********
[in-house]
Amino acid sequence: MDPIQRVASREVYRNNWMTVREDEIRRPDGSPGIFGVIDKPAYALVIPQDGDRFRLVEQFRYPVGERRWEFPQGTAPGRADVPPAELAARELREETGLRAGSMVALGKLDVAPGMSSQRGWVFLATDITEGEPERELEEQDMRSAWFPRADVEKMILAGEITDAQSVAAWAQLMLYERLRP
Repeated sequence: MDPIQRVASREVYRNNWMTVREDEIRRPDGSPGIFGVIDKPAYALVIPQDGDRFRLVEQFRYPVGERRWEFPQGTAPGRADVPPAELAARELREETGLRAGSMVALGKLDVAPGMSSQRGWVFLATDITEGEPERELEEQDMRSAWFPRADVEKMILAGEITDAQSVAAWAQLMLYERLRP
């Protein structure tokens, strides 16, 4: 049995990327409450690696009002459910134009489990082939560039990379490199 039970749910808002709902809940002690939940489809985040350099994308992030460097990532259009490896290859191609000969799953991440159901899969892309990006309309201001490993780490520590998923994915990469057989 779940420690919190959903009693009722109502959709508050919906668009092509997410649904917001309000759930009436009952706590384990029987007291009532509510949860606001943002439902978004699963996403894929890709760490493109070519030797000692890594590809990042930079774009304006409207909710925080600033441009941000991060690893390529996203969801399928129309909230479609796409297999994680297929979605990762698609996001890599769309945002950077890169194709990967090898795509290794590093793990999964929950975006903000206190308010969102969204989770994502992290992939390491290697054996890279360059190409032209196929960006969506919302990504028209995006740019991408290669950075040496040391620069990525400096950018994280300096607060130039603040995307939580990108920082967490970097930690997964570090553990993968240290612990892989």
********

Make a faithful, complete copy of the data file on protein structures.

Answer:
[in-house]
Amino acid sequence: MDPIQRVASREVYRNNWMTVREDEIRRPDGSPGIFGVIDKPAYALVIPQDGDRFRLVEQFRYPVGERRWEFPQGTAPGRADVPPAELAARELREETGLRAGSMVALGKLDVAPGMSSQRGWVFLATDITEGEPERELEEQDMRSAWFPRADVEKMILAGEITDAQSVAAWAQLMLYERLRP
Repeated sequence: MDPIQRVASREVYRNNWMTVREDEIRRPDGSPGIFGVIDKPAYALVIPQDGDRFRLVEQFRYPVGERRWEFPQGTAPGRADVPPAELAARELREETGLRAGSMVALGKLDVAPGMSSQRGWVFLATDITEGEPERELEEQDMRSAWFPRADVEKMILAGEITDAQSVAAWAQLMLYERLRP
């Protein structure tokens, strides 16, 4: 049995990327409450690696009002459910134009489990082939560039990379490199 039970749910808002709902809940002690939940489809985040350099994308992030460097990532259009490896290859191609000969799953991440159901899969892309990006309309201001490993780490520590998923994915990469057989 779940420690919190959903009693009722109502959709508050919906668009092509997410649904917001309000759930009436009952706590384990029987007291009532509510949860606001943002439902978004699963996403894929890709760490493109070519030797000692890594590809990042930079774009304006409207909710925080600033441009941000991060690893390529996203969801399928129309909230479609796409297999994680297929979605990762698609996001890599769309945002950077890169194709990967090898795509290794590093793990999964929950975006903000206190308010969102969204989770994502992290992939390491290697054996890279360059190409032209196929960006969506919302990504028209995006740019991408290669950075040496040391620069990525400096950018994280300096607060130039603040995307939580990108920082967490970097930690997964570090553990993968240290612990892989």